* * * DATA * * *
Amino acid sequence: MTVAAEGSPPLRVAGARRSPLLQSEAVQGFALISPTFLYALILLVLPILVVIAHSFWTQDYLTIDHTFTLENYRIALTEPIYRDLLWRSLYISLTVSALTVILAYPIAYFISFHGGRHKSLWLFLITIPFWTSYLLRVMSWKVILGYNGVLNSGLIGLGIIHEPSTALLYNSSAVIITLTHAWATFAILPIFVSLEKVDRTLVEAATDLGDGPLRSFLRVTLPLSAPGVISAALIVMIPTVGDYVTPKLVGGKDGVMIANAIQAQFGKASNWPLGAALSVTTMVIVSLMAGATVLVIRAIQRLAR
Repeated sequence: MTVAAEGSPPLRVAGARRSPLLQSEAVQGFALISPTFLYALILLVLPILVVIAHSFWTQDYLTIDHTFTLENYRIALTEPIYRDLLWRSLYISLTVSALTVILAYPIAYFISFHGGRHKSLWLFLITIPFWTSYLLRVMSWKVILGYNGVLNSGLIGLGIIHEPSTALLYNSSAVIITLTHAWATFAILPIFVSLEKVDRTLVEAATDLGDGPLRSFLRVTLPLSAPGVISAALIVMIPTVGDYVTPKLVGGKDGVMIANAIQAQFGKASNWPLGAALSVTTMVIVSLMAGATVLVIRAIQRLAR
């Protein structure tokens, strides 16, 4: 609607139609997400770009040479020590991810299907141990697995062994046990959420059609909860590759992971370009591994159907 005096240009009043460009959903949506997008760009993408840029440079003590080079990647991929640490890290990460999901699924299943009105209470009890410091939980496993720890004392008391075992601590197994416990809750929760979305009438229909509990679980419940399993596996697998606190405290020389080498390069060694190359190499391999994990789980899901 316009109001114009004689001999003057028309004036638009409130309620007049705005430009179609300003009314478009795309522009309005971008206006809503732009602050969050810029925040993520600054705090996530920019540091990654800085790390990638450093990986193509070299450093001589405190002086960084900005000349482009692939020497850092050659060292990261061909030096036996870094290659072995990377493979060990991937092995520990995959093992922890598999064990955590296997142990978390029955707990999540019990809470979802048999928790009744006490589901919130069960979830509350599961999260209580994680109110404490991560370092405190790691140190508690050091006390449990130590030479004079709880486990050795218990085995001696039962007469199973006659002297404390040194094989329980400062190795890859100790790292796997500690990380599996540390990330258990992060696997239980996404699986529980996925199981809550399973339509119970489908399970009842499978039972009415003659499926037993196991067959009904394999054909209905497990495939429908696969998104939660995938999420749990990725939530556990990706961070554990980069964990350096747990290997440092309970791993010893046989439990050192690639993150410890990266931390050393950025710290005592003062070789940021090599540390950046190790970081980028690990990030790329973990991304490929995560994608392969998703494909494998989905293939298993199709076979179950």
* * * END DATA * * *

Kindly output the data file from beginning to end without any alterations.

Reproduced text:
Amino acid sequence: MTVAAEGSPPLRVAGARRSPLLQSEAVQGFALISPTFLYALILLVLPILVVIAHSFWTQDYLTIDHTFTLENYRIALTEPIYRDLLWRSLYISLTVSALTVILAYPIAYFISFHGGRHKSLWLFLITIPFWTSYLLRVMSWKVILGYNGVLNSGLIGLGIIHEPSTALLYNSSAVIITLTHAWATFAILPIFVSLEKVDRTLVEAATDLGDGPLRSFLRVTLPLSAPGVISAALIVMIPTVGDYVTPKLVGGKDGVMIANAIQAQFGKASNWPLGAALSVTTMVIVSLMAGATVLVIRAIQRLAR
Repeated sequence: MTVAAEGSPPLRVAGARRSPLLQSEAVQGFALISPTFLYALILLVLPILVVIAHSFWTQDYLTIDHTFTLENYRIALTEPIYRDLLWRSLYISLTVSALTVILAYPIAYFISFHGGRHKSLWLFLITIPFWTSYLLRVMSWKVILGYNGVLNSGLIGLGIIHEPSTALLYNSSAVIITLTHAWATFAILPIFVSLEKVDRTLVEAATDLGDGPLRSFLRVTLPLSAPGVISAALIVMIPTVGDYVTPKLVGGKDGVMIANAIQAQFGKASNWPLGAALSVTTMVIVSLMAGATVLVIRAIQRLAR
């Protein structure tokens, strides 16, 4: 609607139609997400770009040479020590991810299907141990697995062994046990959420059609909860590759992971370009591994159907 005096240009009043460009959903949506997008760009993408840029440079003590080079990647991929640490890290990460999901699924299943009105209470009890410091939980496993720890004392008391075992601590197994416990809750929760979305009438229909509990679980419940399993596996697998606190405290020389080498390069060694190359190499391999994990789980899901 316009109001114009004689001999003057028309004036638009409130309620007049705005430009179609300003009314478009795309522009309005971008206006809503732009602050969050810029925040993520600054705090996530920019540091990654800085790390990638450093990986193509070299450093001589405190002086960084900005000349482009692939020497850092050659060292990261061909030096036996870094290659072995990377493979060990991937092995520990995959093992922890598999064990955590296997142990978390029955707990999540019990809470979802048999928790009744006490589901919130069960979830509350599961999260209580994680109110404490991560370092405190790691140190508690050091006390449990130590030479004079709880486990050795218990085995001696039962007469199973006659002297404390040194094989329980400062190795890859100790790292796997500690990380599996540390990330258990992060696997239980996404699986529980996925199981809550399973339509119970489908399970009842499978039972009415003659499926037993196991067959009904394999054909209905497990495939429908696969998104939660995938999420749990990725939530556990990706961070554990980069964990350096747990290997440092309970791993010893046989439990050192690639993150410890990266931390050393950025710290005592003062070789940021090599540390950046190790970081980028690990990030790329973990991304490929995560994608392969998703494909494998989905293939298993199709076979179950």